Moynihan did participate in Wednesday's White House call; Dimon and Solomon did not.

Solomon, who spoke on the Goldman Sachs earnings call, addressed reopening the country: "We have to rebuild confidence in people's security and safety around the virus. We can all have economic forecasts, and we can all talk about the economic consequence of this, but unless people feel safe and secure and confident around the virus, the economic impact will continue in some way, shape or form. That is a very, very hard thing to predict. So I've tried to encourage companies that we've talked to, and individuals for that matter, to hope for the better but plan for the worse."

And on JP Morgan's earnings call Wednesday, Dimon said the country could reopen some time over the summer, and perhaps not until August, in conjunction with local governments and the CDC.

As explained by the president last week, the "opening our country" council was supposed to be an unrelated offshoot of the original coronavirus task force, which has been led by Vice President Mike Pence for weeks now.

The actual outcome does not appear to be a council at all, though one source close to the decision-making acknowledged it could eventually transform into a smaller group, as originally planned. There is no expectation, however, that this extensive list of people will ever meet in person — or even remotely as coronavirus continues to affect travel decisions — given the size of what one source referred to as a "glorified" advisory board.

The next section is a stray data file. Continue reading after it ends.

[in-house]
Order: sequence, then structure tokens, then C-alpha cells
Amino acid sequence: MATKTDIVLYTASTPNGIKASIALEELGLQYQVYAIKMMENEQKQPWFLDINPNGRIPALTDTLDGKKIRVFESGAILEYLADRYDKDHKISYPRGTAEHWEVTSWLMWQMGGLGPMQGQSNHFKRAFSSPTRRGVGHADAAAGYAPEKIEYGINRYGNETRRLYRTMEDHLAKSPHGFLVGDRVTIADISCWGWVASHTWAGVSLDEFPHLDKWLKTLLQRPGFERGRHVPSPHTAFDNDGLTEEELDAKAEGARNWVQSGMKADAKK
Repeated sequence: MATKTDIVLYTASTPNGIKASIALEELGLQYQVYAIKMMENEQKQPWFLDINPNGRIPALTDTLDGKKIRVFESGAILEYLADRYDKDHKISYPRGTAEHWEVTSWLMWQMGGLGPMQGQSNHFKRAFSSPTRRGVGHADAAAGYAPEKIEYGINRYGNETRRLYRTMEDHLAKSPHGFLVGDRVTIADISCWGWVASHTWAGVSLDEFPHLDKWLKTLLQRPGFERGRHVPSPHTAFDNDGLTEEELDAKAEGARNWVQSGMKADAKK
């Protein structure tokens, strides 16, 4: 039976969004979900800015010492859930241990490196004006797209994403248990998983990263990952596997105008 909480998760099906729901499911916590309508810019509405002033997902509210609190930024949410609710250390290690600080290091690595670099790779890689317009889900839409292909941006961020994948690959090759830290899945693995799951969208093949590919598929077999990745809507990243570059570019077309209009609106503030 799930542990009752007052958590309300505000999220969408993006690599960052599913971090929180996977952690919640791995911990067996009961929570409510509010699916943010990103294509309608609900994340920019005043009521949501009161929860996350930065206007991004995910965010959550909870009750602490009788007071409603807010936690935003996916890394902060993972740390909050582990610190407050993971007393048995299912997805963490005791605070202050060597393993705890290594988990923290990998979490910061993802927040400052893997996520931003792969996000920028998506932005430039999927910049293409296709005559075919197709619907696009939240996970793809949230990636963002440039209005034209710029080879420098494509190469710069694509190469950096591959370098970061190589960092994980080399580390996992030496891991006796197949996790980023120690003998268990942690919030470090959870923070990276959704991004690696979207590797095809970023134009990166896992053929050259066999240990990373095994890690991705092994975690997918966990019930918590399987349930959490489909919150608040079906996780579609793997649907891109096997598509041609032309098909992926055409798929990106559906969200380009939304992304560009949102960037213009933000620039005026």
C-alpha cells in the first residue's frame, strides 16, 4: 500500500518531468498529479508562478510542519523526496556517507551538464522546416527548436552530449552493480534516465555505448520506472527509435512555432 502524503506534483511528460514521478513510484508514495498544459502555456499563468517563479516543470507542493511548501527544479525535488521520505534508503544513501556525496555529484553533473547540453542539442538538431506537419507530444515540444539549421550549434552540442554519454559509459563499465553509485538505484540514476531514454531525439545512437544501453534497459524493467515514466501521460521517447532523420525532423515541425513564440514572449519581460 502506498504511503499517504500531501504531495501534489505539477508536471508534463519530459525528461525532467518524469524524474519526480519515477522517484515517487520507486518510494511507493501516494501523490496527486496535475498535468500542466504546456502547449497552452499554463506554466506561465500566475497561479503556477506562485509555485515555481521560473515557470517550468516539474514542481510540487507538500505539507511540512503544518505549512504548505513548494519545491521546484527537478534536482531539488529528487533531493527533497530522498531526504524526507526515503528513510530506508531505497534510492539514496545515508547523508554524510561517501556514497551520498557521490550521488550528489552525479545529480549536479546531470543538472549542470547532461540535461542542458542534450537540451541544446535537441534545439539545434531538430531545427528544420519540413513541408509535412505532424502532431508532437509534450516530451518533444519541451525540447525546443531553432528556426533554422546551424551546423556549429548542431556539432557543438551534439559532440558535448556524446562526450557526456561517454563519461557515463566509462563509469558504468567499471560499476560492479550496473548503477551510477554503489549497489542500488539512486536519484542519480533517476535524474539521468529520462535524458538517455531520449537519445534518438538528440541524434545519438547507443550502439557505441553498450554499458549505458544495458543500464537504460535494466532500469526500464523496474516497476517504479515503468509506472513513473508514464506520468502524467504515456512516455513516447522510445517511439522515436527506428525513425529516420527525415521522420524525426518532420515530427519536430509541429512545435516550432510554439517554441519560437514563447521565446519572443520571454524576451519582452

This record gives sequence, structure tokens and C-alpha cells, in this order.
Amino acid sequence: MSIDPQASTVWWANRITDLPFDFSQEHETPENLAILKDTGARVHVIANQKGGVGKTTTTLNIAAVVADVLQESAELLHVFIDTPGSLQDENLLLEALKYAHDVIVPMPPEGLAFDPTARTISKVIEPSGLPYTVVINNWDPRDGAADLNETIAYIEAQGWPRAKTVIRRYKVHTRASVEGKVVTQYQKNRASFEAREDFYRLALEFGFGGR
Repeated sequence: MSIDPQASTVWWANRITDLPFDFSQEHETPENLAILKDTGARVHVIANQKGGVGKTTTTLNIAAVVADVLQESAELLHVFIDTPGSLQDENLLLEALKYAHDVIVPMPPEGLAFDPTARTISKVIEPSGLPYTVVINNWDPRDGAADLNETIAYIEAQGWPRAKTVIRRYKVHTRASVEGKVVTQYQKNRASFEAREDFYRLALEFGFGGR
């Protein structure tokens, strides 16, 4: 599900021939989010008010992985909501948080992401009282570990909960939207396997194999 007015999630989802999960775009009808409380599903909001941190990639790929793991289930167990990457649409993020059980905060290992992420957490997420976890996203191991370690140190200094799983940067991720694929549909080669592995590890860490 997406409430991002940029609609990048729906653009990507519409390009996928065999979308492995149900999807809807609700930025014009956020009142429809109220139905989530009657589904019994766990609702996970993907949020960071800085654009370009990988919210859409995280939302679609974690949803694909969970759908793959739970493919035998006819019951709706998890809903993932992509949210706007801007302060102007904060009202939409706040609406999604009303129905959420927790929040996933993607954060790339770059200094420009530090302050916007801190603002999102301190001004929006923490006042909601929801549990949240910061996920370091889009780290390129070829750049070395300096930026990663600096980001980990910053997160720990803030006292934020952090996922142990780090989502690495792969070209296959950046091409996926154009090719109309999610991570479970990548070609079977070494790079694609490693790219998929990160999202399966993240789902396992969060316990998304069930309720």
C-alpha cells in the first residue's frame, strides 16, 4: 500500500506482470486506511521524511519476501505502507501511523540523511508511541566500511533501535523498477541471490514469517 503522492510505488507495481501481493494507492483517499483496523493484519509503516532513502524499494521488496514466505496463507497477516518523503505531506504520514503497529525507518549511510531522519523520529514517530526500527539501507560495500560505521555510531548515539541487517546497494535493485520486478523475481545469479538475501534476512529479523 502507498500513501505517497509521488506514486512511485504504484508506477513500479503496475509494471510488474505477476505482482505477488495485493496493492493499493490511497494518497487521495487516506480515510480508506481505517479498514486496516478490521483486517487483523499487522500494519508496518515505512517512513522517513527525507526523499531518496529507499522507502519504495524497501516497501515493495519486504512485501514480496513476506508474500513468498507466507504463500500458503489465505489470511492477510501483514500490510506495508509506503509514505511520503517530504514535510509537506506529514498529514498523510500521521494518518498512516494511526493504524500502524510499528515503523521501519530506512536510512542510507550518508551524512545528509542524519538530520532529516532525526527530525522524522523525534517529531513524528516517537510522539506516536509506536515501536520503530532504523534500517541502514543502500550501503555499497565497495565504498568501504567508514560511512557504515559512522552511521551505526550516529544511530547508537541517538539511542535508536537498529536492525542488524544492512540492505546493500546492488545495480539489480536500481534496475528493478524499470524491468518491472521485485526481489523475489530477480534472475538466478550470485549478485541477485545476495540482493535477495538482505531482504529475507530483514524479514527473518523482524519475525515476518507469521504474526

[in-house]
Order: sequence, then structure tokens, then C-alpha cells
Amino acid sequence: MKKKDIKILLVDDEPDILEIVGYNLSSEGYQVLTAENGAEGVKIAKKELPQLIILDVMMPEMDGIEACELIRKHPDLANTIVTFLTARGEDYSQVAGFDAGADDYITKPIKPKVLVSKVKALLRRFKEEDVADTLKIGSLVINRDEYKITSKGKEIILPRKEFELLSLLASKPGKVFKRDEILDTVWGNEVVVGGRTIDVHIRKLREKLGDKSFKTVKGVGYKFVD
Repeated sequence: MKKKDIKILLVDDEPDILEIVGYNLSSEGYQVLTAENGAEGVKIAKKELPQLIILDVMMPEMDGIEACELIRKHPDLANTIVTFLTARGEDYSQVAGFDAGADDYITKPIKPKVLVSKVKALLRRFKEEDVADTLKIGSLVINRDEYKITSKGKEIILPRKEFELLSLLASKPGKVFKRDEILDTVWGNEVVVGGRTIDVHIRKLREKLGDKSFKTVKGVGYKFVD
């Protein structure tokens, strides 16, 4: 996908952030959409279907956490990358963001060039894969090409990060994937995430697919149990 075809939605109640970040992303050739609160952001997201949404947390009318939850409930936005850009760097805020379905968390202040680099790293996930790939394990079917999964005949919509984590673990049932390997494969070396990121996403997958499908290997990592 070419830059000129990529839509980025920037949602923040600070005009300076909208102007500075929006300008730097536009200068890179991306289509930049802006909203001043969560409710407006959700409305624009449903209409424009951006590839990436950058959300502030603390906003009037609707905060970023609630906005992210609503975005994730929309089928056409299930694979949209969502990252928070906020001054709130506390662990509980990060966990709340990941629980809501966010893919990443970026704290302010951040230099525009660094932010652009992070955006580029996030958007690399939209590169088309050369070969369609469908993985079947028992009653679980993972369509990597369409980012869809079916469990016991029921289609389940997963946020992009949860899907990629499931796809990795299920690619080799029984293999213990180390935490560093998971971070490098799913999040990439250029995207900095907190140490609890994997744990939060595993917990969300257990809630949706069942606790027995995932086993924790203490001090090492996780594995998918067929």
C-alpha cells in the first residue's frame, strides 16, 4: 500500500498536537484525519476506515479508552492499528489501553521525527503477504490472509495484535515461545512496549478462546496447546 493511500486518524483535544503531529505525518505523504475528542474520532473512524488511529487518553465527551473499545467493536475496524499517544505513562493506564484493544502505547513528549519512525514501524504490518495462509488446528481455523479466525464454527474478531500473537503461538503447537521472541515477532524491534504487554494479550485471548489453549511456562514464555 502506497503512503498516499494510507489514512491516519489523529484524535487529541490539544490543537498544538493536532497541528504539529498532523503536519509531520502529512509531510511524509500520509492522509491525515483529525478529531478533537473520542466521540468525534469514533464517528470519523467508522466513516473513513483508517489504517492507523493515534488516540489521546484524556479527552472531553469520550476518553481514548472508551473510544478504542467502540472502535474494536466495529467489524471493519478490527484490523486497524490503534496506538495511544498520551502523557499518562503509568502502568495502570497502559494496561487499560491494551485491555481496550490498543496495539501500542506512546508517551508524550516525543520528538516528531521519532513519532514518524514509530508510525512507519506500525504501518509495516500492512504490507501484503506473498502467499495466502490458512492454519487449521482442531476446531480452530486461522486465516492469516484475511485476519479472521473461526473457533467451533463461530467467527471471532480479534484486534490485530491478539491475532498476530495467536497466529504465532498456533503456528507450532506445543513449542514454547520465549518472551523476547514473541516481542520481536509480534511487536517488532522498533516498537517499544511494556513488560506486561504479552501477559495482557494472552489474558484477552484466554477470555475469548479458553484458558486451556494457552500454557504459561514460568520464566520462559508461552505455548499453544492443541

On Friday, when asked if the "council" would have lawmakers from both parties, Trump said: "Bipartisan? I didn't even ask. I mean, honestly, I think it's bipartisan. The one thing I didn't ask, 'Are you a Republican or a Democrat?' Hard to believe, but I didn't ask. So it would be." One senior official said lawmakers may be consulted in coming days.

Senior administration officials told NBC News last week that newly appointed chief of staff Mark Meadows would be spearheading the project but it's unclear exactly who is chairing the effort beyond the president himself.

Adding to the confusion: Officials first indicated that presidential advisers Jared Kushner and Ivanka Trump would both serve on the council, which the president later reversed. It's unknown which members of the administration, if any, will be named to the group.